Lessons and Camps at the Whistler Olympic Park

Lessons are a great way to learn the techniques before taking off. At the Whistler Olympic Park, you can take a private or small group lesson and improve your skill with one of their friendly instructors. 

The snow school offers classic or skate skiing and biathlon instructions, sessions for children and youth, adult clinics and camps, or private technique tune-ups for advanced skiers. Introductory lessons are around one and a half hours long and teach the fundamentals of cross-country skiing.

Driving Directions to Whistler Olympic Park 

Whistler Olympic Park is located around 30 minutes south of Whistler Village and 30 minutes north of Squamish in the Callaghan Valley. Free parking is available on-site.

The best way to reach Whistler Olympic Park is by car, shuttle or taxi from Whistler, which is the closest town to the Callaghan Valley. If you do not have a car, we suggest renting one in Vancouver.

Take Hwy 99 and turn onto Callaghan Valley Rd. The turn-off is 110 km north of downtown Vancouver, 44 km north of downtown Squamish, and 14 km south of Whistler Village. Drive for around 21 km on Callaghan Valley Road. Take the second access gate; the first gate is the Callaghan Country. 

The Callaghan Country is famous for its winter storms and abundant snowfalls; this is what makes skiing there so incredible. But it can also create difficult driving conditions on Highway 99. 

We recommend checking the highway conditions on the DriveBC website before driving. Ensure your vehicle has good winter tires. It might also be helpful to carry snow chains and a shovel whenever driving in winter weather. We had to use chains on a few occasions when driving in BC.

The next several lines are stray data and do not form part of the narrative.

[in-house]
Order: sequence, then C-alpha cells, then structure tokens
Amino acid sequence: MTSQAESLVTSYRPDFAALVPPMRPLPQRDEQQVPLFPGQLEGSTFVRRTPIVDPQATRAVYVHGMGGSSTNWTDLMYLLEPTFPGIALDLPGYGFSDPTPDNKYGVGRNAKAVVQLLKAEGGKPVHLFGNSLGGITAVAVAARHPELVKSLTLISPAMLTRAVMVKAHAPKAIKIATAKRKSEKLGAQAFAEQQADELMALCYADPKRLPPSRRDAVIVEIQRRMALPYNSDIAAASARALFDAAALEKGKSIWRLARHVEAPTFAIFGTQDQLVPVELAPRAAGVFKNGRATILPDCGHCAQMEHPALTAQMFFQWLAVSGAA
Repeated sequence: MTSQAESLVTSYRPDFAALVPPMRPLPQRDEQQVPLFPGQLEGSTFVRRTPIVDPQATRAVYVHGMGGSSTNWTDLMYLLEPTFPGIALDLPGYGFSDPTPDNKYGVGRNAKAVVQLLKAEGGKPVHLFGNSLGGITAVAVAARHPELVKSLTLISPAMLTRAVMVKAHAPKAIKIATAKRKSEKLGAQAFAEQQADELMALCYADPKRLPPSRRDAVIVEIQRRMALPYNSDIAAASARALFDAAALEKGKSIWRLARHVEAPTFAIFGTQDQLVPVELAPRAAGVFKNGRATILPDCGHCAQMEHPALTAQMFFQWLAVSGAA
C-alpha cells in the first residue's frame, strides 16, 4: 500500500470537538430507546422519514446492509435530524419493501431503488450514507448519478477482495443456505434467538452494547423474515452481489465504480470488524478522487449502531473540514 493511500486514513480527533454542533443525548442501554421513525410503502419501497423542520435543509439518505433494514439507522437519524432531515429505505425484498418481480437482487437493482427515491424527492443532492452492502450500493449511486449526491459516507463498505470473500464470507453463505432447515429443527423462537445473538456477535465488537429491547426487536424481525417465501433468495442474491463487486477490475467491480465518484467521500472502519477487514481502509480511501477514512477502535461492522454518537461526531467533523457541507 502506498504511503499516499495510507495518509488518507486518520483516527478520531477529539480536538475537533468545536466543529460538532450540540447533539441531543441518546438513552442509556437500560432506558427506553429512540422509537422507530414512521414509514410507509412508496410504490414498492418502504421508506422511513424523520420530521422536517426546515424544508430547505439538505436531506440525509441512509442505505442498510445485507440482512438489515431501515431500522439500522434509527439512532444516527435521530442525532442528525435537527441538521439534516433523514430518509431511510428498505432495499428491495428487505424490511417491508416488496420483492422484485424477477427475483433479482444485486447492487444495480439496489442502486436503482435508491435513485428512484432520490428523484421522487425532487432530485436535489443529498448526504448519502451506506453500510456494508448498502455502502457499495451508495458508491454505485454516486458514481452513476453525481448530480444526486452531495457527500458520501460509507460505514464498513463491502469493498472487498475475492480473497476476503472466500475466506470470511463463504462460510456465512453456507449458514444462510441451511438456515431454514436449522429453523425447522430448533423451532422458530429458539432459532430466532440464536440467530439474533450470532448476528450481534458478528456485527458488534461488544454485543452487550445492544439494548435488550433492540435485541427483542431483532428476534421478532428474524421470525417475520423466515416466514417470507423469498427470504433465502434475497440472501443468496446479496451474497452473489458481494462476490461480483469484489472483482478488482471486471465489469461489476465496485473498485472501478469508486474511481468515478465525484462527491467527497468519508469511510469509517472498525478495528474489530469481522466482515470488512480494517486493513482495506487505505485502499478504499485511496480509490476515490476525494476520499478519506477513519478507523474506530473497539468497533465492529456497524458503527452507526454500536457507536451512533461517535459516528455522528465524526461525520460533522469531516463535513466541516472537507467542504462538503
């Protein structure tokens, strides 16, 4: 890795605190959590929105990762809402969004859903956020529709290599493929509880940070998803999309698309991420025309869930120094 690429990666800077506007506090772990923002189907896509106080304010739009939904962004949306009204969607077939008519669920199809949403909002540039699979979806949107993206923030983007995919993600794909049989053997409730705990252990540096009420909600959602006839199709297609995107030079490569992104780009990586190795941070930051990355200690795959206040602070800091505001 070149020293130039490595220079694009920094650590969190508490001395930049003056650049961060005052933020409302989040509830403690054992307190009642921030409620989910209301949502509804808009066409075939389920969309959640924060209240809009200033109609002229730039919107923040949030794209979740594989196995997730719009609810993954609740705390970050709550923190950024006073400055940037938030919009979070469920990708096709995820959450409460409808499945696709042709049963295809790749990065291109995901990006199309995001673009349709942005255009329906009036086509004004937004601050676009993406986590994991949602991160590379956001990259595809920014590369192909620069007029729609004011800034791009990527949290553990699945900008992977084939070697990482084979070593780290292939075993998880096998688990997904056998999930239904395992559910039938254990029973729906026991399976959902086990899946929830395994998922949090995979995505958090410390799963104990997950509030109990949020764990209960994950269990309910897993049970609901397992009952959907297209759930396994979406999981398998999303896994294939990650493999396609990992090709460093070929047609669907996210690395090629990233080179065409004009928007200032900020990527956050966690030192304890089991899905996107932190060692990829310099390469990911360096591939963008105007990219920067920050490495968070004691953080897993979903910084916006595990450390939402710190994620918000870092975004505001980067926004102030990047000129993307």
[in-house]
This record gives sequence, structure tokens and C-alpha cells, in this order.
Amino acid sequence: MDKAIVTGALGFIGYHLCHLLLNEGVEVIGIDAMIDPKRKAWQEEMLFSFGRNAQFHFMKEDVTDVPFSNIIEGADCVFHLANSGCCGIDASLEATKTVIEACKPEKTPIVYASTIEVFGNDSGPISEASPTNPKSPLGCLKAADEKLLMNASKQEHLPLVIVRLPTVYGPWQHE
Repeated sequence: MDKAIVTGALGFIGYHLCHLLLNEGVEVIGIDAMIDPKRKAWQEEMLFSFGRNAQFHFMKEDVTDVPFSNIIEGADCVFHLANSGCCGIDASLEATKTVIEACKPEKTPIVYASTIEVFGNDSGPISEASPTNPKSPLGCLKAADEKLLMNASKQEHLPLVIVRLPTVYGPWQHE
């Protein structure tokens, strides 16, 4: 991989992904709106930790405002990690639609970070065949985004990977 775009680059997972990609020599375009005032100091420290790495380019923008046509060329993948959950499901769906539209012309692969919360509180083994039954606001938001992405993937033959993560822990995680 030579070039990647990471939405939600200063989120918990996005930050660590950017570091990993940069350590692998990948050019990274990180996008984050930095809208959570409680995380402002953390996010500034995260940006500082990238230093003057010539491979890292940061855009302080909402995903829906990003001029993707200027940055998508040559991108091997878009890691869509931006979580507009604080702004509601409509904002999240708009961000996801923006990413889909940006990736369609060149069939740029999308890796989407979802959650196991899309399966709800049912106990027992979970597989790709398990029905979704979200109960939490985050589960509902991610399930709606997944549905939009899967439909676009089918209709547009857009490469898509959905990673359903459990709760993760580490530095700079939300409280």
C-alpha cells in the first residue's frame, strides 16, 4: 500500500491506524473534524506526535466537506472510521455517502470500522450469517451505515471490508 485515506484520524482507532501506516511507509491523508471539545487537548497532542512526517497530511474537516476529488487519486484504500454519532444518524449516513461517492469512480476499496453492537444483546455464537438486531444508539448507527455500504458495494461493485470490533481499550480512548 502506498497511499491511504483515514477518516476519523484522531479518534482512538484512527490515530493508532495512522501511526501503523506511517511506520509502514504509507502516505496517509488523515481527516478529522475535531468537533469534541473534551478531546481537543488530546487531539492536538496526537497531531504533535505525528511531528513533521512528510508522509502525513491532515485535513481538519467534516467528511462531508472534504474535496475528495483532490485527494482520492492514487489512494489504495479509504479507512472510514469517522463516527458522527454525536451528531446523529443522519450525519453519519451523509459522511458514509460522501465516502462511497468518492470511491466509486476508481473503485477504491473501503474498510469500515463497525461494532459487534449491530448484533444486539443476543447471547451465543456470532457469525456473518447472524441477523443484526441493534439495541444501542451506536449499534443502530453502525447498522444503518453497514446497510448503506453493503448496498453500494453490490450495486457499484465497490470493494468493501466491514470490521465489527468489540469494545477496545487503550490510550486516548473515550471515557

Parking at the Whistler Olympic Park

Free parking is available at the Whistler Olympic Park. There is a special parking lot for those with dogs just before the Day Lodge. Shortly after you enter Whistler Olympic Park’s main gate, you will find the two dog-friendly parking areas to your right and left. 

Both lots provide trail-side parking. Make sure to keep your dog leashed while in the parking lot. Dogs are not allowed in the Day Lodge, in the stadiums and on non-dog-friendly trails. Dogs must be on a leash at all times, except on off-leash trails. There is no access to dog-friendly trails from the Day Lodge. 

Cross-Country Skiing at the Callaghan Country

Just before you reach the Whistler Olympic Park, you will notice a large red sign that points you left into the Alexander Falls Touring Centre, which is the home to Callaghan Country. The area shares a pass with the Whistler Olympic Park, as many of the trails interconnect. 

Experience the charm of winter inside the park while Nordic skiing, ski touring or snowshoeing. If you feel adventurous, you can try the ungroomed wilderness routes. 

Onsite services include equipment rentals, a shop, ski lessons, and washrooms. A warming hut and a bonfire are part of the rustic experience of Callaghan Country.